The initial design goals for Windows 95 were to create a more user-friendly OS that supported 32-bit software, was easier to install, and was more stable. Originally, Microsoft planned to make the OS easier to use by simplifying the way software and networks were configured by end users.
The user interface was supposed to remain unchanged from Windows 3.1, as Microsoft was already developing a new UI for Cairo. Ultimately, though, Microsoft ported the new UI to the Windows 95 project. As a result, Windows 95 became the first version of Windows to feature the Start bar, and it also was the first to use Windows Explorer.
Windows 95 was technically still DOS-based like Windows 3.1, but it also had an unprecedented degree of independence from DOS in terms of its architecture and internal operation. System stability was significantly increased by running multiple virtual machines under the OS. This reduced the impact of a single piece of software crashing. It also placed a layer of software between programs and the hardware, which made it less likely a software crash would cause the entire OS to fail.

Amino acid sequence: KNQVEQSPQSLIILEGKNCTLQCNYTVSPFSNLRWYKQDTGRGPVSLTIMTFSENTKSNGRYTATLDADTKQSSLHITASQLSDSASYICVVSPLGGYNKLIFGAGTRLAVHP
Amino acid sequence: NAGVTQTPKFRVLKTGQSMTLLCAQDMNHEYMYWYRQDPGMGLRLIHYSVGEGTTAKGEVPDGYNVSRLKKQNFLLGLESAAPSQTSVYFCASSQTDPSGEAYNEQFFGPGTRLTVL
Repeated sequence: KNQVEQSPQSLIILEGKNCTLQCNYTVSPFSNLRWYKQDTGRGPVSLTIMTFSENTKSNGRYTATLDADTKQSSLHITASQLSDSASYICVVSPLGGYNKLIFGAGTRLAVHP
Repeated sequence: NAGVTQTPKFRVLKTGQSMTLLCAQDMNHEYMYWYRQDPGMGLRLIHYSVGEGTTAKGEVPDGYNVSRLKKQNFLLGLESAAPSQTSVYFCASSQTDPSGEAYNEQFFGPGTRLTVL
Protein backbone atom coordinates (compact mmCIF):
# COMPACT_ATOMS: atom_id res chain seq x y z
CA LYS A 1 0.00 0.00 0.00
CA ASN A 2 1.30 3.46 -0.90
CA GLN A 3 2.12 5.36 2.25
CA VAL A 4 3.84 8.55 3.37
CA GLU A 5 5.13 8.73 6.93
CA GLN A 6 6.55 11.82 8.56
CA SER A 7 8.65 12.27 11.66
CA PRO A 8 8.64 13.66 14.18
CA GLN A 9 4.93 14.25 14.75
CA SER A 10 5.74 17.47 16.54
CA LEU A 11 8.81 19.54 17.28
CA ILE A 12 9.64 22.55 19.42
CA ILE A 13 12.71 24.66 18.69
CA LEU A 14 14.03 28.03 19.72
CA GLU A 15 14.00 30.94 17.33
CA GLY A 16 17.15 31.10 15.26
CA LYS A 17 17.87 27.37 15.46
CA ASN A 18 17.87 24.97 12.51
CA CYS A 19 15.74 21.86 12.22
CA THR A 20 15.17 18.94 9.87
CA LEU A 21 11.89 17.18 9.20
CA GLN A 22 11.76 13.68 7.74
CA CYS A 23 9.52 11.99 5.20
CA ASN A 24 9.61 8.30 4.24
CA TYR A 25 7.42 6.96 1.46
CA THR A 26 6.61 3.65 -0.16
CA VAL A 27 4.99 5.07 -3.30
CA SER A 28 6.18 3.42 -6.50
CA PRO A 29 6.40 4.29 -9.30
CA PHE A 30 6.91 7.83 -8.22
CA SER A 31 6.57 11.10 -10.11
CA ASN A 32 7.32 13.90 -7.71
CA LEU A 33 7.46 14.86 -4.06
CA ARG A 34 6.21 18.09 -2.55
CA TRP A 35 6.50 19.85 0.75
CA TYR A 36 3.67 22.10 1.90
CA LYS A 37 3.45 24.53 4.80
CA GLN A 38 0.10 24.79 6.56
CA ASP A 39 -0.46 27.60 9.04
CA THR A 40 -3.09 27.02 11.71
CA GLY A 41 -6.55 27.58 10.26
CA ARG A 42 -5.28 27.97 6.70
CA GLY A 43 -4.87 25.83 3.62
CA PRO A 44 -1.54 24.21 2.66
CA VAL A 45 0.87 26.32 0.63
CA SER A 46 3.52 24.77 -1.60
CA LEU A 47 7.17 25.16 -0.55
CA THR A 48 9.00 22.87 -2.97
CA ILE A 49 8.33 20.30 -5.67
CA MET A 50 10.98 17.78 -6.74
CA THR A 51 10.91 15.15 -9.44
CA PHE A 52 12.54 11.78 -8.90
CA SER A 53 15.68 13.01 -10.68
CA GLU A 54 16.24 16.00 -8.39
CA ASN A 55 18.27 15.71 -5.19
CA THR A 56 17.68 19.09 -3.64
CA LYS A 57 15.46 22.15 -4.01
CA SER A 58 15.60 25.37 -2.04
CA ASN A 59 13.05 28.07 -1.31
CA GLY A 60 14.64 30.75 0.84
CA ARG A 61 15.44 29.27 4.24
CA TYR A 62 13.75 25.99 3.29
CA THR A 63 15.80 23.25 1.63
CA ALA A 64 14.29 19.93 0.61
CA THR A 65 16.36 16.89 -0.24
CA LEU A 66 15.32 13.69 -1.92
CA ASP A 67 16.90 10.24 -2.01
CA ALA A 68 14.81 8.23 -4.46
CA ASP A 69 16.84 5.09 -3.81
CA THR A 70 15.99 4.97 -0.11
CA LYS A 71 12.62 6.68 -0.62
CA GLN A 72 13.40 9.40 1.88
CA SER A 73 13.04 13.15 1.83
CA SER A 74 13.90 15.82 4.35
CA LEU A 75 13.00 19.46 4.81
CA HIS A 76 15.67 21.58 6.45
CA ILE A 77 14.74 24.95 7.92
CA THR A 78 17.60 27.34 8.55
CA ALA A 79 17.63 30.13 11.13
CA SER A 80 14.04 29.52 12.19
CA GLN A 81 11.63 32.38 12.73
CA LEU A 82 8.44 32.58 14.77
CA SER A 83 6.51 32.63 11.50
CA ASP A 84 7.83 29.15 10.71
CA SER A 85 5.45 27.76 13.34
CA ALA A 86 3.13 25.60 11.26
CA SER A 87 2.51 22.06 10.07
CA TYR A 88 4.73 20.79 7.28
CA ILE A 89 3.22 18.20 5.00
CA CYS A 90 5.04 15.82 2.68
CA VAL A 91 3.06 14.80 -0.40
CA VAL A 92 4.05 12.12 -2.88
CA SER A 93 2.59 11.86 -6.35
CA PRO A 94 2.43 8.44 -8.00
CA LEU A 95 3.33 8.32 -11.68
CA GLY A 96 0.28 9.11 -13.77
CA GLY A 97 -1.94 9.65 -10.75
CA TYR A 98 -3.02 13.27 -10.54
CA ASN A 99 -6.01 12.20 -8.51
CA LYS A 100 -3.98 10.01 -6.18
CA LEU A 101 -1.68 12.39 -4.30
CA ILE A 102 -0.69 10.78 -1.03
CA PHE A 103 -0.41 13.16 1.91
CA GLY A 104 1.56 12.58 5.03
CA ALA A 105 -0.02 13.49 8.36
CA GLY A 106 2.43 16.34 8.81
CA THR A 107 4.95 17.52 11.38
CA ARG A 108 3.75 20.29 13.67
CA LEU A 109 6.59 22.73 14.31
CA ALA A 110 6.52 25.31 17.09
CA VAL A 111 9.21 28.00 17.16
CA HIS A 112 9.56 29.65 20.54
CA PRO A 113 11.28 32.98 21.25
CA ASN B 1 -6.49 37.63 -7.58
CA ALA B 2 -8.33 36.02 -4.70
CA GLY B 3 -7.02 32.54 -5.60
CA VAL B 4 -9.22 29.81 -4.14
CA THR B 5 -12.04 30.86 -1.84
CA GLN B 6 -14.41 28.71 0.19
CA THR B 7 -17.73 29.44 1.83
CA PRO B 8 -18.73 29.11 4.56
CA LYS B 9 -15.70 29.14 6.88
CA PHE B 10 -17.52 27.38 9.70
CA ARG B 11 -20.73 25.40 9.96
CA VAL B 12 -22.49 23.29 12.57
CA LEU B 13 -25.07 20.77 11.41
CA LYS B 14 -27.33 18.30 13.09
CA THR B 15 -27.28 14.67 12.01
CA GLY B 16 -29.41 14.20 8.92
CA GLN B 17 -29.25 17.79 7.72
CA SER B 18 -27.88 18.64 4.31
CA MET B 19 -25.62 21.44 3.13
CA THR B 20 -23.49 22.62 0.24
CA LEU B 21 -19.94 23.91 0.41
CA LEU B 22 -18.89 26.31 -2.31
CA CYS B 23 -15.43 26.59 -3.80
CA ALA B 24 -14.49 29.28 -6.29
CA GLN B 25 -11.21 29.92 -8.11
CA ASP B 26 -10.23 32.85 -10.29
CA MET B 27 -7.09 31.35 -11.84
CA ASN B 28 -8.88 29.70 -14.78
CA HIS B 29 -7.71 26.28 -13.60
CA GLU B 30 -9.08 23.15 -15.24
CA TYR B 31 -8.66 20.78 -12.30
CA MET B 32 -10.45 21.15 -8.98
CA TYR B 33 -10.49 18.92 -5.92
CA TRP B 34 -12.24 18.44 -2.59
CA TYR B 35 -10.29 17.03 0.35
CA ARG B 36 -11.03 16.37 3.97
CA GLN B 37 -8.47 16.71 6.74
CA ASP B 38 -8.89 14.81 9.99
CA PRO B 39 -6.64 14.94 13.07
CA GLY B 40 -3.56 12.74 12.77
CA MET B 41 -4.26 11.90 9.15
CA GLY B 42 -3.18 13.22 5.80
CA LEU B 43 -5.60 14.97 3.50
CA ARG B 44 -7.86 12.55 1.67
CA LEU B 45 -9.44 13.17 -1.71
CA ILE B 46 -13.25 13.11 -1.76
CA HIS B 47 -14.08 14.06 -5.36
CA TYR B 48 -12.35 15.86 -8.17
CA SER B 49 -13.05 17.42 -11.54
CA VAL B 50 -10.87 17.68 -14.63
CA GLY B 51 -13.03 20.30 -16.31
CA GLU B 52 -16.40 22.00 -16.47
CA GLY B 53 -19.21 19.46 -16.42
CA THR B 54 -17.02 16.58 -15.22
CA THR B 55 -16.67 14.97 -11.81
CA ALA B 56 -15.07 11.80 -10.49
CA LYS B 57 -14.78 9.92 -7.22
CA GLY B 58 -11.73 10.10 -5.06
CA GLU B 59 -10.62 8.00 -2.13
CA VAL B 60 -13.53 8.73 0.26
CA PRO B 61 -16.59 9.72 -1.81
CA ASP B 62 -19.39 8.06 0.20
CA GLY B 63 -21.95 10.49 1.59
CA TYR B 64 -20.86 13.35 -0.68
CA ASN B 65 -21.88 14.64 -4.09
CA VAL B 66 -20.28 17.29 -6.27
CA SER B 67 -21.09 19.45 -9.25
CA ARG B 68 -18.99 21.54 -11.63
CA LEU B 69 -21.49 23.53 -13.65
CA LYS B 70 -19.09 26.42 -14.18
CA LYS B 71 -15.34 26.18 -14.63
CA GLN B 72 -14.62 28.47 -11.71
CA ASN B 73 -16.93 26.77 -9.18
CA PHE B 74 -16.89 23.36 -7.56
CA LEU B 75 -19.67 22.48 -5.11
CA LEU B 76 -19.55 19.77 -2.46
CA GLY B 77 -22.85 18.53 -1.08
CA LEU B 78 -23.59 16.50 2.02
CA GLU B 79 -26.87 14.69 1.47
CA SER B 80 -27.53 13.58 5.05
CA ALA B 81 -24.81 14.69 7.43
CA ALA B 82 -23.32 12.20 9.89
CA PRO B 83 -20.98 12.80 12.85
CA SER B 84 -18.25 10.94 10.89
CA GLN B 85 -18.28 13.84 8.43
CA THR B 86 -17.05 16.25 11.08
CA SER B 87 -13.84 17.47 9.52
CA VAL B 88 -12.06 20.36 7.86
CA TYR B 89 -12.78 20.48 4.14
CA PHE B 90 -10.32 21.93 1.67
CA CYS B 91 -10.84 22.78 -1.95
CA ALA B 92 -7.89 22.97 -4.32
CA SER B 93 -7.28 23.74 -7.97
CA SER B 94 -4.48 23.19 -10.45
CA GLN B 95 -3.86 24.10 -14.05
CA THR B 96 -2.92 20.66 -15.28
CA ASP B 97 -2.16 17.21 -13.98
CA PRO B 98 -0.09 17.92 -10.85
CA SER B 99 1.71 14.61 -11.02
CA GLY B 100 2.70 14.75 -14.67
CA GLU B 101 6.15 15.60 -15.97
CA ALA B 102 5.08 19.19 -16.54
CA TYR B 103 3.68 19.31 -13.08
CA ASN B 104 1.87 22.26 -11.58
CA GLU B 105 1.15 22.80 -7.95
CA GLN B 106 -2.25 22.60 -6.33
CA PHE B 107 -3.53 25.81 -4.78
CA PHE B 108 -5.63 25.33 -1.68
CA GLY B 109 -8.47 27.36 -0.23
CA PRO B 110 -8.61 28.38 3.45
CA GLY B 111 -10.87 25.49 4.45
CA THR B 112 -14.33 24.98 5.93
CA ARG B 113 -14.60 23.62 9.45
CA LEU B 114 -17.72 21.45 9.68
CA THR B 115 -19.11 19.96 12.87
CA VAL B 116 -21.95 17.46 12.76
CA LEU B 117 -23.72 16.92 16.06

Performance was drastically improved in Windows 95, because the OS supported execution of preemptively multitasked 32-bit applications in protected mode. The OS was also able to use faster processors, and it had practical memory support for up to 512MB of RAM. The minimum requirements called for just a 32-bit processor, 4MB of RAM, and 50MB of hard drive space. This meant the OS could be run on a wide number of computers that didn't meet the requirements of Windows NT.
As For Cairo, it was ultimately scrapped, but parts of its code were re-used in future OSes.
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